Tagged with: present moment

The great arises out of small things that are honored and cared for. Everybody’s life really consists of small things. Greatness is a mental abstraction and a favorite fantasy of the ego. The paradox is that the foundation for greatness is honoring the small things of the present moment instead of pursuing the idea of greatness. The present moment is always small in the sense that it is always simple, but concealed within it lies the greatest power. Like the atom, it is one of the smallest things yet contains enormous power. Only when you align yourself with the present moment do you have access to that power. Or it may be more true to say that it then has access to you and through you to this world.

The great arises out of small things that are honored and cared for. Everybody’s life really consists of small things. Greatness is a mental abstraction and a favorite fantasy of the ego. The paradox is that the foundation for greatness is honoring the small things of the present moment instead of pursuing the idea of greatness. The present moment is always small in the sense that it is always simple, but concealed within it lies the greatest power. Like the atom, it is one of the smallest things yet contains enormous power. Only when you align yourself with the present moment do you have access to that power. Or it may be more true to say that it then has access to you and through you to this world.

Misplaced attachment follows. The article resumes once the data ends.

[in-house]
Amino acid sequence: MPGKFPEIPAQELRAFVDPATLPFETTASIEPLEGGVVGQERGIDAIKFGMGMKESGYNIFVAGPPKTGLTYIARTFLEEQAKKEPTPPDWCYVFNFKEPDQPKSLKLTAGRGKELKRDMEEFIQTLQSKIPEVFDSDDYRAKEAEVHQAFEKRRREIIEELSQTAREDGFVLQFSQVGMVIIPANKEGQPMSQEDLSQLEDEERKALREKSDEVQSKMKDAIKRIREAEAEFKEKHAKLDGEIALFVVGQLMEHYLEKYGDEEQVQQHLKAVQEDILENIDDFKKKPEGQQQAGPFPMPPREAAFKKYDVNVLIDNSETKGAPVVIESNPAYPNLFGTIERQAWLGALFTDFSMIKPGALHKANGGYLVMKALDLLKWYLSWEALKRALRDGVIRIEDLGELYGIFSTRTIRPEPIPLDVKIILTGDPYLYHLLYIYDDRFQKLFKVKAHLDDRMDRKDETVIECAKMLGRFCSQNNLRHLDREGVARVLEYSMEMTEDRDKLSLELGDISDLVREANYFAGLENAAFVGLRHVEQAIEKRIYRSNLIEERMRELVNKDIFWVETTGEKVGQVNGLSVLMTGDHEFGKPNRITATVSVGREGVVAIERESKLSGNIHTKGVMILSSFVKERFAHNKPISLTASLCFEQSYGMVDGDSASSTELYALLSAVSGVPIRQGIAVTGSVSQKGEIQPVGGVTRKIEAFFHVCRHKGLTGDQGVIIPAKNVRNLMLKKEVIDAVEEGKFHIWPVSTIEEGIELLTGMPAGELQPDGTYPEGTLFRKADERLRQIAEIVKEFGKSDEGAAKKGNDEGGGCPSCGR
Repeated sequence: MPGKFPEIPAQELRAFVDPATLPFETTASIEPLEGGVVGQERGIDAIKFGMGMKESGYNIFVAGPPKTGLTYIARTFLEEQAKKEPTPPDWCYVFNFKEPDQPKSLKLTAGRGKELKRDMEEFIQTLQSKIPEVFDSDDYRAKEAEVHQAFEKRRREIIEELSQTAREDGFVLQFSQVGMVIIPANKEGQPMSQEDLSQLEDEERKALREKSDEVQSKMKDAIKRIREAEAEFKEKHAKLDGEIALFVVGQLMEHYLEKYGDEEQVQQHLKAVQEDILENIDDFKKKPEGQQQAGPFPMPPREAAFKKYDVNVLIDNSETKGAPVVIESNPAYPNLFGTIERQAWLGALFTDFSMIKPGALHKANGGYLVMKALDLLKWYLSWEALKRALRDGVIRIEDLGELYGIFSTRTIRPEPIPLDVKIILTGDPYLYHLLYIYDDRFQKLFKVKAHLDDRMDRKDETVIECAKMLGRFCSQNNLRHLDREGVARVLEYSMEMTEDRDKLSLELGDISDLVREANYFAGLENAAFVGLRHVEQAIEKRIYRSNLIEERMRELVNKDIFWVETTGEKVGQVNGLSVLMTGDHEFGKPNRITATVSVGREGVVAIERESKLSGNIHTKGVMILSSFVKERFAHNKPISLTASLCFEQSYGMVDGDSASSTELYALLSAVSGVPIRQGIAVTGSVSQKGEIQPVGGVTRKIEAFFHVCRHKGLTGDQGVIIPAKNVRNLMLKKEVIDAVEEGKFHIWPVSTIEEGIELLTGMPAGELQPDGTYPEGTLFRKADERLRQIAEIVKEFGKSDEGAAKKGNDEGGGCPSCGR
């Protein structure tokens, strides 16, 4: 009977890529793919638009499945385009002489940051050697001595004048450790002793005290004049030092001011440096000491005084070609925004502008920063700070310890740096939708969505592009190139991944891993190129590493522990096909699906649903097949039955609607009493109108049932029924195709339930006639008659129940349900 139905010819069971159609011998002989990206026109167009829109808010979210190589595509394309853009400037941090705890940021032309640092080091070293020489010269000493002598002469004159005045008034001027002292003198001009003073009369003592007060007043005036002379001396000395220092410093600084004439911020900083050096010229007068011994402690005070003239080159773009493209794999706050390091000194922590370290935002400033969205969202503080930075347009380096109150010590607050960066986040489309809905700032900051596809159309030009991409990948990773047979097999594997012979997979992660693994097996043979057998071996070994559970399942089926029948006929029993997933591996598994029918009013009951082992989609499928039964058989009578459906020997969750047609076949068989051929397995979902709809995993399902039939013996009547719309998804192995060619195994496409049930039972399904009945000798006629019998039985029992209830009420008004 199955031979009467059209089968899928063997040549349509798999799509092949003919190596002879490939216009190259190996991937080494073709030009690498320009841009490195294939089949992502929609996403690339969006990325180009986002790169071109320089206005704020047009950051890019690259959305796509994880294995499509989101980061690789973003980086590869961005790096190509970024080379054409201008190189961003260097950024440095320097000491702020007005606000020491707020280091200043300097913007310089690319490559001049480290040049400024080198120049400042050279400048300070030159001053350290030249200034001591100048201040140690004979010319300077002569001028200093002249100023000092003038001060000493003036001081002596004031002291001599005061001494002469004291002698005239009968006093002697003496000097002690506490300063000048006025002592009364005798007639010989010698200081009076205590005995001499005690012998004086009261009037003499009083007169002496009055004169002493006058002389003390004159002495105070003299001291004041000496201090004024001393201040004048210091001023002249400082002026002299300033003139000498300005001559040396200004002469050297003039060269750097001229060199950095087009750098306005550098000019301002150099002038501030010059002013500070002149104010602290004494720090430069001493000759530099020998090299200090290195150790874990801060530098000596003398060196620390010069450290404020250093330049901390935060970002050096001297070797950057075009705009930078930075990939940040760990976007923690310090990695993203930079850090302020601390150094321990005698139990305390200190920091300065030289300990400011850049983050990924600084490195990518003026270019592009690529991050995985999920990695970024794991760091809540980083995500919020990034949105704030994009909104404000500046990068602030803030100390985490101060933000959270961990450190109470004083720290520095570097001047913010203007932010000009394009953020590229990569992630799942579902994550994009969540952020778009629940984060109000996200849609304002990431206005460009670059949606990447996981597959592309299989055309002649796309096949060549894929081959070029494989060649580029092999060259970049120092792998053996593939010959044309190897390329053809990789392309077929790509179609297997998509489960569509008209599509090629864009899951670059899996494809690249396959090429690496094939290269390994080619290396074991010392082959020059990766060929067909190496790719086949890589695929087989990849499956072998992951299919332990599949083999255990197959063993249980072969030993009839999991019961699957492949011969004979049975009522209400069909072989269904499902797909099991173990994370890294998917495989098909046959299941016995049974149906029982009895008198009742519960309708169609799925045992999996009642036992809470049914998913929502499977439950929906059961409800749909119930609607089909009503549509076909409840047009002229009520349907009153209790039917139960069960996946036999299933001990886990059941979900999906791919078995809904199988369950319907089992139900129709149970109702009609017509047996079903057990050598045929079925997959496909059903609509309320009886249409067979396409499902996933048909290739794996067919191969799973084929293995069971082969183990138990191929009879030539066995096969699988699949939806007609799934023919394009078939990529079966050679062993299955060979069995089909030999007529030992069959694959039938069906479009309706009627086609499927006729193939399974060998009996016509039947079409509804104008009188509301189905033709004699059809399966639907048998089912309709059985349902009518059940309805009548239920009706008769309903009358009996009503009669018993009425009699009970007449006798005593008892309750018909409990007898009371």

earthdrop
Don’t Go It Alone

Aristotle said that in order for people to become virtuous, we need role models—others who have developed their capacities for courage, self-control, wisdom, and justice. We may emphasize different sets of virtues or ideas about what makes a proper role model, but Buddhism also asserts that, as we are all connected and interdependent, none of us can do it all on our own.

Acknowledging this dependency is the first step of real emotional work within relationships. Our ambivalence about our own needs and dependency gets stirred up in all kinds of relationships. We cannot escape our feelings and needs and…

- Barry Magid

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